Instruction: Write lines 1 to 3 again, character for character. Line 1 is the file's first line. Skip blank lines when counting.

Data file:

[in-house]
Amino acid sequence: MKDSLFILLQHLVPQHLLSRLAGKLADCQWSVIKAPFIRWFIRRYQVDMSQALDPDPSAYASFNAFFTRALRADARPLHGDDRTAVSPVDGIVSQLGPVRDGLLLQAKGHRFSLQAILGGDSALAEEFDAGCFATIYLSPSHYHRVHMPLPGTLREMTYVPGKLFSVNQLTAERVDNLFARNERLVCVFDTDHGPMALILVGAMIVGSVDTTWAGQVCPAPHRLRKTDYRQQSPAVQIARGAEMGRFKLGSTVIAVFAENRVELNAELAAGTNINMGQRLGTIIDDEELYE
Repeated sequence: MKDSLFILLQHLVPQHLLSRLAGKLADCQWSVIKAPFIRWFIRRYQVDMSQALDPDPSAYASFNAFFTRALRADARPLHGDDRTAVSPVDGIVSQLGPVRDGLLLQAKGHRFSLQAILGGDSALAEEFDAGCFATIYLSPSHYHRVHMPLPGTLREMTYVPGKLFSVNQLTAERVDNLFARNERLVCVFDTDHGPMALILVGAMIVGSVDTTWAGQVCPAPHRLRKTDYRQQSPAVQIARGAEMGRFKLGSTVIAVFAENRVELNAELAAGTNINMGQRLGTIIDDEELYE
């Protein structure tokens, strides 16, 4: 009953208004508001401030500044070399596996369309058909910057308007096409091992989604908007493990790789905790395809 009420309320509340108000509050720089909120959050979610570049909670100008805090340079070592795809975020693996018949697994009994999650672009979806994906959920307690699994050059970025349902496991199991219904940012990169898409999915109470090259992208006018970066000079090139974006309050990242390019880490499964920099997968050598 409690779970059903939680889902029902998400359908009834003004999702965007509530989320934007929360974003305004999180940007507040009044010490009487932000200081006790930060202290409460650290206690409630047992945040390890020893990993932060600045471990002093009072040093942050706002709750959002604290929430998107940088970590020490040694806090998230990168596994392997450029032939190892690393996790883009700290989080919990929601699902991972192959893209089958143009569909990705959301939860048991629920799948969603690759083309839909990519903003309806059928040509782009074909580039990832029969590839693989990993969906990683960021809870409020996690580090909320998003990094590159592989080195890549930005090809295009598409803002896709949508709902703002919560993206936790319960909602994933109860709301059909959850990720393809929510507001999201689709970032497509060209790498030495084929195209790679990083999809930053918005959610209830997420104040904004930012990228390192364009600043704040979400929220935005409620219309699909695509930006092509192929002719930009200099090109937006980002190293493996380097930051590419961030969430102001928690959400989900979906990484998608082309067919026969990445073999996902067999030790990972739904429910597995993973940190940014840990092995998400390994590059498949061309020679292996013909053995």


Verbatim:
[in-house]
Amino acid sequence: MKDSLFILLQHLVPQHLLSRLAGKLADCQWSVIKAPFIRWFIRRYQVDMSQALDPDPSAYASFNAFFTRALRADARPLHGDDRTAVSPVDGIVSQLGPVRDGLLLQAKGHRFSLQAILGGDSALAEEFDAGCFATIYLSPSHYHRVHMPLPGTLREMTYVPGKLFSVNQLTAERVDNLFARNERLVCVFDTDHGPMALILVGAMIVGSVDTTWAGQVCPAPHRLRKTDYRQQSPAVQIARGAEMGRFKLGSTVIAVFAENRVELNAELAAGTNINMGQRLGTIIDDEELYE
Repeated sequence: MKDSLFILLQHLVPQHLLSRLAGKLADCQWSVIKAPFIRWFIRRYQVDMSQALDPDPSAYASFNAFFTRALRADARPLHGDDRTAVSPVDGIVSQLGPVRDGLLLQAKGHRFSLQAILGGDSALAEEFDAGCFATIYLSPSHYHRVHMPLPGTLREMTYVPGKLFSVNQLTAERVDNLFARNERLVCVFDTDHGPMALILVGAMIVGSVDTTWAGQVCPAPHRLRKTDYRQQSPAVQIARGAEMGRFKLGSTVIAVFAENRVELNAELAAGTNINMGQRLGTIIDDEELYE